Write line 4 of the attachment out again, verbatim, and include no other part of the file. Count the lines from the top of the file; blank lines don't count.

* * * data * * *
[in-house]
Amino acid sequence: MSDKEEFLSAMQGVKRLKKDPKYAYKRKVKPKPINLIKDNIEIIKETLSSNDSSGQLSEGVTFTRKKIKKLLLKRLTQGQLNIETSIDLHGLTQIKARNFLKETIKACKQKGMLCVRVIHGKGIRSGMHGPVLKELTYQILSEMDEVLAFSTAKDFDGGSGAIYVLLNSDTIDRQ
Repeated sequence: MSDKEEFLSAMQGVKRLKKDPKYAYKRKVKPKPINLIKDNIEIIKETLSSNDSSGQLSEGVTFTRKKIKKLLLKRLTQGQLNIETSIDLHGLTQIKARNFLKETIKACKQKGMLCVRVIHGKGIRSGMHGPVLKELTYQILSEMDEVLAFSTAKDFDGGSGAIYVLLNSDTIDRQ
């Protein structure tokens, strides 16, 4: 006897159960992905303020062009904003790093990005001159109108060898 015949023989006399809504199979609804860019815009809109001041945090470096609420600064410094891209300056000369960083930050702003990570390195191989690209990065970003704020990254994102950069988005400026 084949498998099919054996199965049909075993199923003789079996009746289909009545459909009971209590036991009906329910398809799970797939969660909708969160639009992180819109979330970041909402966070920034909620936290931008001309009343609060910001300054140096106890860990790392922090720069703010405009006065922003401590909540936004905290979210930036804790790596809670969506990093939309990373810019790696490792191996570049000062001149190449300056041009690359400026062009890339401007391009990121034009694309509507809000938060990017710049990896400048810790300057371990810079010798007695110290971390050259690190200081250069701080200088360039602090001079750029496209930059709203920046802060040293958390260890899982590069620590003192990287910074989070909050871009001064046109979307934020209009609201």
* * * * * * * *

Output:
């Protein structure tokens, strides 16, 4: 006897159960992905303020062009904003790093990005001159109108060898 015949023989006399809504199979609804860019815009809109001041945090470096609420600064410094891209300056000369960083930050702003990570390195191989690209990065970003704020990254994102950069988005400026 084949498998099919054996199965049909075993199923003789079996009746289909009545459909009971209590036991009906329910398809799970797939969660909708969160639009992180819109979330970041909402966070920034909620936290931008001309009343609060910001300054140096106890860990790392922090720069703010405009006065922003401590909540936004905290979210930036804790790596809670969506990093939309990373810019790696490792191996570049000062001149190449300056041009690359400026062009890339401007391009990121034009694309509507809000938060990017710049990896400048810790300057371990810079010798007695110290971390050259690190200081250069701080200088360039602090001079750029496209930059709203920046802060040293958390260890899982590069620590003192990287910074989070909050871009001064046109979307934020209009609201």